August 2016
Volume 16, Issue 12
Open Access
Vision Sciences Society Annual Meeting Abstract  |   September 2016
Children with Autism Spectrum Disorders rely on head rotation to perceive gaze direction
Author Affiliations
  • Diana Mihalache
    University of Denver, Department of Psychology
  • Michelle Salvador
    University of Denver, Department of Electrical and Computer Engineering
  • Sophia Silver
    University of Denver, Department of Psychology
  • Mohammad Mahoor
    University of Denver, Department of Electrical and Computer Engineering
  • Tim Sweeny
    University of Denver, Department of Psychology
Journal of Vision September 2016, Vol.16, 485. doi:10.1167/16.12.485
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      Diana Mihalache, Michelle Salvador, Sophia Silver, Mohammad Mahoor, Tim Sweeny; Children with Autism Spectrum Disorders rely on head rotation to perceive gaze direction . Journal of Vision 2016;16(12):485. doi: 10.1167/16.12.485.

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      © ARVO (1962-2015); The Authors (2016-present)

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Abstract

For typical adults, gaze perception is an emergent process that relies on integrating information from both head and pupil rotations. Children with Autism Spectrum Disorders (ASD) are well known for their general deficits in global and holistic processing as well as specific impairments in perceiving eye gaze. Yet surprisingly, it is unclear how children with ASD perceive gaze when it is conveyed globally, via the combination of head and eye rotations. The current study bridges this gap. Here, children and adults viewed heads with leftward, rightward, or direct rotations in conjunction with leftward or rightward pupil rotations, and then indicated whether the face was looking leftward or rightward. We predicted that children with ASD (N=18) would rely primarily on head rotation to determine where a person is looking, whereas age-matched (M=10.14, SD=2.84) typically-developing children (TD) would integrate information from both pupil and head rotations. Indeed, children with ASD based gaze direction judgments primarily on information from head rotation, whereas surprisingly, TD children tended to utilize information from either head or pupil rotation. While both groups of children engaged a part-based analysis, favoring one feature over the other, typical adults tended to perceive gaze globally, integrating head and pupil rotations equivalently. Our findings suggest that the emergent perception of gaze direction develops gradually, even among typically developing children, and that TD children and those with ASD tend to use different facial information to determine where a person is looking. Importantly, despite general deficits in gaze perception, children with ASD are nonetheless able to rely on information from head rotation to inform judgments of gaze direction. These findings, therefore, are critical to understanding basic mechanisms of gaze perception as well as complex behaviors like joint attention and social communication among children with ASD.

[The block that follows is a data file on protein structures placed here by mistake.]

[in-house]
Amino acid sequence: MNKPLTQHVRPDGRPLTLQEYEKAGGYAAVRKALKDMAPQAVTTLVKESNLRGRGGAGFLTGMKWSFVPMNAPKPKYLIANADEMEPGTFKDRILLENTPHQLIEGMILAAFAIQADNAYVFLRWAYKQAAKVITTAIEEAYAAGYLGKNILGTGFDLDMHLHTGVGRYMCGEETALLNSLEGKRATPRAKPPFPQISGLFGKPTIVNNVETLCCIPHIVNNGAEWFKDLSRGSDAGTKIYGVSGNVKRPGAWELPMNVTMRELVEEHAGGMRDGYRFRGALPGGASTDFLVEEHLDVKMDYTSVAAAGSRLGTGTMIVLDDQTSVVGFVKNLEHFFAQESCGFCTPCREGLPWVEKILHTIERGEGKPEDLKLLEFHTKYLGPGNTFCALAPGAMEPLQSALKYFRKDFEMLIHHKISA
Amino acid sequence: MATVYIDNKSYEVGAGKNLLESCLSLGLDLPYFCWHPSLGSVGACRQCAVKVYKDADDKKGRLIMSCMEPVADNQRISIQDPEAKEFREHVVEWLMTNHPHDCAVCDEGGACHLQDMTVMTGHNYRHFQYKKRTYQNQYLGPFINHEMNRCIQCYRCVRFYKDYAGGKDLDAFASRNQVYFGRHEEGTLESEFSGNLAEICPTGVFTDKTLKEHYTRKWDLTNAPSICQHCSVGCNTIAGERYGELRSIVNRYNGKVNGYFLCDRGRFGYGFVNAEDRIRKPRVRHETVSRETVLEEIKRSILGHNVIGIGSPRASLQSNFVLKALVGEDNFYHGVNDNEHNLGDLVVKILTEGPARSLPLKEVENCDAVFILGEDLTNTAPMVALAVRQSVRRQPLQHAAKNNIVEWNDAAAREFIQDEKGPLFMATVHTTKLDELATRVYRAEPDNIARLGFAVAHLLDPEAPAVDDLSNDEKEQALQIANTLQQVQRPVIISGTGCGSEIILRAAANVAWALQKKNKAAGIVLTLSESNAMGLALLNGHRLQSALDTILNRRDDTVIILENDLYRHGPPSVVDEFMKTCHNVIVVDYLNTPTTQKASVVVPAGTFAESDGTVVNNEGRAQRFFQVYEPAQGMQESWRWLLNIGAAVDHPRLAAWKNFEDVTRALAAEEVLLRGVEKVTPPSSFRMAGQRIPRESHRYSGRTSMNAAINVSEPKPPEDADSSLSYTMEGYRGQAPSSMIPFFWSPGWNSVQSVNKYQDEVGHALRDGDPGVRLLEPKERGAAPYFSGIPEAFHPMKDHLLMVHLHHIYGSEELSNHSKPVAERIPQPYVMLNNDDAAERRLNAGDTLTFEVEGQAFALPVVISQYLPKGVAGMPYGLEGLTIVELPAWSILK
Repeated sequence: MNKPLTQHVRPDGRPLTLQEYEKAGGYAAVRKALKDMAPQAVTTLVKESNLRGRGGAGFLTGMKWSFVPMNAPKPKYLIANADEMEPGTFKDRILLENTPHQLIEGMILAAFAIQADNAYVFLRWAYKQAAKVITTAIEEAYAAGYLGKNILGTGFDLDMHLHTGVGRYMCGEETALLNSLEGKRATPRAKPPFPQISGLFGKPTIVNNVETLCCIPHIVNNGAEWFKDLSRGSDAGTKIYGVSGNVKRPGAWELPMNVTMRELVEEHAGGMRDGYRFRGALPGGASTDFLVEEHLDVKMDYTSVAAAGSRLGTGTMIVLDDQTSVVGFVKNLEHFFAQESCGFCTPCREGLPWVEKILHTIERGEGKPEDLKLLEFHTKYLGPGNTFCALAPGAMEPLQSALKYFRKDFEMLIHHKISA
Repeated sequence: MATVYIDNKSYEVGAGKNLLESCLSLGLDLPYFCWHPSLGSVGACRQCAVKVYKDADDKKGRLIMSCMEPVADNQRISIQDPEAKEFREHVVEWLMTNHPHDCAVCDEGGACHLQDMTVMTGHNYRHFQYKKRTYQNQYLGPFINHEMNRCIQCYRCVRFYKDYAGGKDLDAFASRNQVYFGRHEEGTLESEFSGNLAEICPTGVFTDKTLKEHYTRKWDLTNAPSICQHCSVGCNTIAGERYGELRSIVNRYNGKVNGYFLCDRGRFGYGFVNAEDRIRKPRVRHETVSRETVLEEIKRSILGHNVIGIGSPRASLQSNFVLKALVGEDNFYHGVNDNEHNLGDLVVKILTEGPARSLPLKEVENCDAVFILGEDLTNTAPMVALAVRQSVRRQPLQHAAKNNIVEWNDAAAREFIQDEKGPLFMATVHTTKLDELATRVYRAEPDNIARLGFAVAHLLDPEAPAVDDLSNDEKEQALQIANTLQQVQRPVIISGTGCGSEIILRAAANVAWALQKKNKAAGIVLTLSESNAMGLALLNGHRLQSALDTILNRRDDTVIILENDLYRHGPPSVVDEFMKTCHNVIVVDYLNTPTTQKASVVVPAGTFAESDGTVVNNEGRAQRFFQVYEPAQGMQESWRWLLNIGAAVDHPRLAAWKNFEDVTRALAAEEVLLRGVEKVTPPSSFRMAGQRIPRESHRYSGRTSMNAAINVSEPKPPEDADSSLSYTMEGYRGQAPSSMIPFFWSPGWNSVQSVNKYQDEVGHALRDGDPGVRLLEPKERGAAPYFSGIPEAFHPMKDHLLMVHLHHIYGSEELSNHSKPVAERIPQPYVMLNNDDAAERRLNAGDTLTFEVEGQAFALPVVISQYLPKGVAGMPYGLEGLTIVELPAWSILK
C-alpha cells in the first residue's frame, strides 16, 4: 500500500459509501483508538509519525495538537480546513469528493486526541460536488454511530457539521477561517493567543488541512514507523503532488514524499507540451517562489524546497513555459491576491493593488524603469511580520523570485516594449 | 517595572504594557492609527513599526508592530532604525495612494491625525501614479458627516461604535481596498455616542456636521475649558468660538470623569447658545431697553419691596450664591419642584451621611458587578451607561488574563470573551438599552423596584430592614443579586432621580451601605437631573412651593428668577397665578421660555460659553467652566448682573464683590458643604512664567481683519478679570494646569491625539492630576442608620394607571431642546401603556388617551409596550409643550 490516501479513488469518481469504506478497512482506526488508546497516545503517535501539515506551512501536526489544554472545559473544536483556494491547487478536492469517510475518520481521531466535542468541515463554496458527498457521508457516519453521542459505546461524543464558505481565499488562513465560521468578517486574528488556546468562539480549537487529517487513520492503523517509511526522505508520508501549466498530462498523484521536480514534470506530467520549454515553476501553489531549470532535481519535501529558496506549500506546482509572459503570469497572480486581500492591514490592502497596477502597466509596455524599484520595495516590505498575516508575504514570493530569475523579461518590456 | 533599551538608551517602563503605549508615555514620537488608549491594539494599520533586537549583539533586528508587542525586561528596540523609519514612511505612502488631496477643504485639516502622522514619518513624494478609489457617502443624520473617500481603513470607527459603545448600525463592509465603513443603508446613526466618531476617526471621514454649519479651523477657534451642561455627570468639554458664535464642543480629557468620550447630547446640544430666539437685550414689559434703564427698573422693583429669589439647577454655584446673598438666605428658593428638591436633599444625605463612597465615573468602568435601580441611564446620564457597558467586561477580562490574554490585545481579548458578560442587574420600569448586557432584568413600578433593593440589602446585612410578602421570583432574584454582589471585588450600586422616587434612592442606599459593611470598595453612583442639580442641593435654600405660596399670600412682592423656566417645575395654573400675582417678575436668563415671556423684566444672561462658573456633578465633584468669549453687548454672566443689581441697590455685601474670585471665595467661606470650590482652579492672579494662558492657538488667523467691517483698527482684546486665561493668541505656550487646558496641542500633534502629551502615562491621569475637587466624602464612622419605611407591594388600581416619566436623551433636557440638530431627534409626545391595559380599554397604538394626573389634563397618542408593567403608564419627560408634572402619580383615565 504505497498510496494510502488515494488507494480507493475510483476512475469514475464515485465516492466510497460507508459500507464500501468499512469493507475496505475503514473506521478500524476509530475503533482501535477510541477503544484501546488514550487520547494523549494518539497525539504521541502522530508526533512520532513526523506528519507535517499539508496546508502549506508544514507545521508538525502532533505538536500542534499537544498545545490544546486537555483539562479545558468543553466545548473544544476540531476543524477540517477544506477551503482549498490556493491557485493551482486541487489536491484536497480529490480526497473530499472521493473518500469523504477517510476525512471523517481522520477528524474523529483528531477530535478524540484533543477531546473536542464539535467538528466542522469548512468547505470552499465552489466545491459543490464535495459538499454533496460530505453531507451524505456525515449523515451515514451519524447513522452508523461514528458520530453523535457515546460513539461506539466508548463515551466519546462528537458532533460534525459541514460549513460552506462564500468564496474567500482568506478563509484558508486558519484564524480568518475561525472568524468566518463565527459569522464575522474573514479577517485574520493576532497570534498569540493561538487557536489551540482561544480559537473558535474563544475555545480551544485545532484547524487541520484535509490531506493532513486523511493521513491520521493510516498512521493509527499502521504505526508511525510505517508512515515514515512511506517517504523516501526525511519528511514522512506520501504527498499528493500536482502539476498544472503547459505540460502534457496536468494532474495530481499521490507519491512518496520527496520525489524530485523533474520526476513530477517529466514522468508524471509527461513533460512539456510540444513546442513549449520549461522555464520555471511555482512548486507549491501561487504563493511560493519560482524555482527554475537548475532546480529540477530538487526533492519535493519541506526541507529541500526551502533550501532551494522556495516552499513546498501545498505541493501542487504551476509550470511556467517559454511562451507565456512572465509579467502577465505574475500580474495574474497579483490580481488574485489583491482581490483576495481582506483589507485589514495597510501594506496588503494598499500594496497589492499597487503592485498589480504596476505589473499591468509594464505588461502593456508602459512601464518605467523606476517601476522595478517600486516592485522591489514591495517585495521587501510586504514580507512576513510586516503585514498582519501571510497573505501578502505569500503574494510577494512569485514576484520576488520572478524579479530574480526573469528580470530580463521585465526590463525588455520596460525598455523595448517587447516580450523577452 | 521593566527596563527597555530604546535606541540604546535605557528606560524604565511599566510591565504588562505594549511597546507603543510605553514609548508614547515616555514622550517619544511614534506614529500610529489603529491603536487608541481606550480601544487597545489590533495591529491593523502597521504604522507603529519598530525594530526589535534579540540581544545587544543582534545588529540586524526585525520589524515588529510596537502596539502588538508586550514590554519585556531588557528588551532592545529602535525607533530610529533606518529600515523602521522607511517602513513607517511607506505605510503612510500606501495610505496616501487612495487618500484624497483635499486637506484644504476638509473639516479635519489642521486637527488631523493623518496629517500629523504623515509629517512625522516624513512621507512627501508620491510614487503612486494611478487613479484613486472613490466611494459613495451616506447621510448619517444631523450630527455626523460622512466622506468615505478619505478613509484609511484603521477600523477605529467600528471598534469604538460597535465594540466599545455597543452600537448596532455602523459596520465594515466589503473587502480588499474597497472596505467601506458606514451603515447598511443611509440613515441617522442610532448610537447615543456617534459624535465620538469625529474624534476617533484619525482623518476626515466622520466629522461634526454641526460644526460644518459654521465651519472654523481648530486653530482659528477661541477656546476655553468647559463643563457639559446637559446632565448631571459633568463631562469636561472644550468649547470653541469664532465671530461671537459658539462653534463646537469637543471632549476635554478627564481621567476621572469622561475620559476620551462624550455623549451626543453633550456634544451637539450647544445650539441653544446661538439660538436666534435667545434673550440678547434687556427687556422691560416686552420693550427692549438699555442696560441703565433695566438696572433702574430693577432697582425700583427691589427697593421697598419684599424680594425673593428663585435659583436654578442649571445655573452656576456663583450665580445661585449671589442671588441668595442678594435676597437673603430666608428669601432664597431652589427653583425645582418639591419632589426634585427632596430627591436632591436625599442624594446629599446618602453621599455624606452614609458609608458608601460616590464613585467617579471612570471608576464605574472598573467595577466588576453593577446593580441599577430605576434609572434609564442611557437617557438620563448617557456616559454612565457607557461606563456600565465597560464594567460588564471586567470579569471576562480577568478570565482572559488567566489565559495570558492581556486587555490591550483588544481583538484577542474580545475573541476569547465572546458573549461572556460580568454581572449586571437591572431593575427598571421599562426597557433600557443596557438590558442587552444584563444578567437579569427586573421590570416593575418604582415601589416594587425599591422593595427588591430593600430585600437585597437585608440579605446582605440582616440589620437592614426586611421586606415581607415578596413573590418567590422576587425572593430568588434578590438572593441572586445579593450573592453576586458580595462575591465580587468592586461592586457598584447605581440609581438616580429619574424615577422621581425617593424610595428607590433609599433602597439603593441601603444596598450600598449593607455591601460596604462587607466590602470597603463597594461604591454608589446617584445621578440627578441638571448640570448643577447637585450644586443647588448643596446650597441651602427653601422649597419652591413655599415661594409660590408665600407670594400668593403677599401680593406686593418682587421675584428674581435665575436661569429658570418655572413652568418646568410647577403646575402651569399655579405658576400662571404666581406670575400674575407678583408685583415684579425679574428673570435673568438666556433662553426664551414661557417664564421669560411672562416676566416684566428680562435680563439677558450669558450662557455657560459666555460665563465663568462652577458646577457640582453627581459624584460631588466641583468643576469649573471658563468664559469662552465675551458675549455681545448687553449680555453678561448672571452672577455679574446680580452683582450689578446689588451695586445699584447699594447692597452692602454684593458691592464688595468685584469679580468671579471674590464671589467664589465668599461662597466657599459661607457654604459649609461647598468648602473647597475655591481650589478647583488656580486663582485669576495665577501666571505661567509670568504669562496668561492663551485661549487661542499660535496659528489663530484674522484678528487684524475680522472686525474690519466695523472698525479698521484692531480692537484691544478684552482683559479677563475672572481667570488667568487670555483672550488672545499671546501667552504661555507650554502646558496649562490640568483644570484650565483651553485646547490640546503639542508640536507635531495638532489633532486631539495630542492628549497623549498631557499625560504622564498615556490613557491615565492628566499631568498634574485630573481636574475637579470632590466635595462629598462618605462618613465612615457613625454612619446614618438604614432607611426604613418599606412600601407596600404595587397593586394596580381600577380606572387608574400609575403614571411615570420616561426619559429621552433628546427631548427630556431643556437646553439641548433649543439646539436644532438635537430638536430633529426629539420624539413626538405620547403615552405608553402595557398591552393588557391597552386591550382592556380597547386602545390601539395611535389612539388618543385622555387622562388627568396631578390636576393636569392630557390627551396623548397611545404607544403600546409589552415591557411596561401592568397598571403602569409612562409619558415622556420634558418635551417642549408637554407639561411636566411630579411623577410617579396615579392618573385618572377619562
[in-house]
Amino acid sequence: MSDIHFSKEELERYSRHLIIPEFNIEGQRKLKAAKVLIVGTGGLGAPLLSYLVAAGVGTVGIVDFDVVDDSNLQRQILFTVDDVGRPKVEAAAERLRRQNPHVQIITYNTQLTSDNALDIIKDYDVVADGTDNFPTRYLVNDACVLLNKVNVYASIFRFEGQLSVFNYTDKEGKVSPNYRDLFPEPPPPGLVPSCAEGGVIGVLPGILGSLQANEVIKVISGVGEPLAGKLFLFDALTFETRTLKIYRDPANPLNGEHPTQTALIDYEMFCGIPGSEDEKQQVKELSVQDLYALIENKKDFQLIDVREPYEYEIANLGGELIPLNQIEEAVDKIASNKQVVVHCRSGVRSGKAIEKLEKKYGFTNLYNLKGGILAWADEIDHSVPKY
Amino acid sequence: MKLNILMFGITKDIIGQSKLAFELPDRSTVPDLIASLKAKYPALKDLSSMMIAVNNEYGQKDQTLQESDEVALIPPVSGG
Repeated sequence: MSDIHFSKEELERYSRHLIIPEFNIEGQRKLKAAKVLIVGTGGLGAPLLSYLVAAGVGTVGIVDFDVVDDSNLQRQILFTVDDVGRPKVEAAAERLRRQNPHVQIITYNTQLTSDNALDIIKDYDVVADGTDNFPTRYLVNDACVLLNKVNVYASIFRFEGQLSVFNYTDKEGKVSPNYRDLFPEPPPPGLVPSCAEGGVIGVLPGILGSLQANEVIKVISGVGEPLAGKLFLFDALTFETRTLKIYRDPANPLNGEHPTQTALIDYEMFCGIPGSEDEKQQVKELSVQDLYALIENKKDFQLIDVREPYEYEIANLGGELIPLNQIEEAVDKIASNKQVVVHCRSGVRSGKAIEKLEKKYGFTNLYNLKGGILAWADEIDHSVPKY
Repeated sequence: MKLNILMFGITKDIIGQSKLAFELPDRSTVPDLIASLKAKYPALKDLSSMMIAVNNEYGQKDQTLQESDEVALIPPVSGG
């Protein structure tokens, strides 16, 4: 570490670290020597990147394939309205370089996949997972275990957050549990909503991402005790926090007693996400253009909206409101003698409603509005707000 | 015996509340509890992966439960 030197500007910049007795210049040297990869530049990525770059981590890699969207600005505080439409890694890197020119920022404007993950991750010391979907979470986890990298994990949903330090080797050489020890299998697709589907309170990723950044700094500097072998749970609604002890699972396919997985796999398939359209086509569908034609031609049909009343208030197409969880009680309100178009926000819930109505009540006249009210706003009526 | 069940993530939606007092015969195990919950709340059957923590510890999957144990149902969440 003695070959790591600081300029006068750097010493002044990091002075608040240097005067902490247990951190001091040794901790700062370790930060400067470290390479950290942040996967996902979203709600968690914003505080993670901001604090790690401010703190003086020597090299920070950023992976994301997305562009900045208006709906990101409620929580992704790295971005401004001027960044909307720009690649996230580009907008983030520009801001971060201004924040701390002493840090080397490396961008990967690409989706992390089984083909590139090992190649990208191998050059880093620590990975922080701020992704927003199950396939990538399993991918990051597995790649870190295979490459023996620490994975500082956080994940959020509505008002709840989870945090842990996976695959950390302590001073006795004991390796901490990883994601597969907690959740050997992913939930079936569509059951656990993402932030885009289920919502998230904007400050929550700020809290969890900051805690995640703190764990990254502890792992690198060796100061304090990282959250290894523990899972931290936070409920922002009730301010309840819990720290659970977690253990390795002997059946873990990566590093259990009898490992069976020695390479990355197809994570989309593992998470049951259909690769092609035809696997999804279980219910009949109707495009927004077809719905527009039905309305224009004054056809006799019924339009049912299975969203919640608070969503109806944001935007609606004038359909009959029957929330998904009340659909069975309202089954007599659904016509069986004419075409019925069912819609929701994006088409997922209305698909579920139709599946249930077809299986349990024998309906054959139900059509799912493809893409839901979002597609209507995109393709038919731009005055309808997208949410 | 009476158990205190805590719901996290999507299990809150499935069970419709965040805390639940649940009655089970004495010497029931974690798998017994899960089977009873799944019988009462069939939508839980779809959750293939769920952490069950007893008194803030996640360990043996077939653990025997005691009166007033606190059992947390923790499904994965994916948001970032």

Meeting abstract presented at VSS 2016

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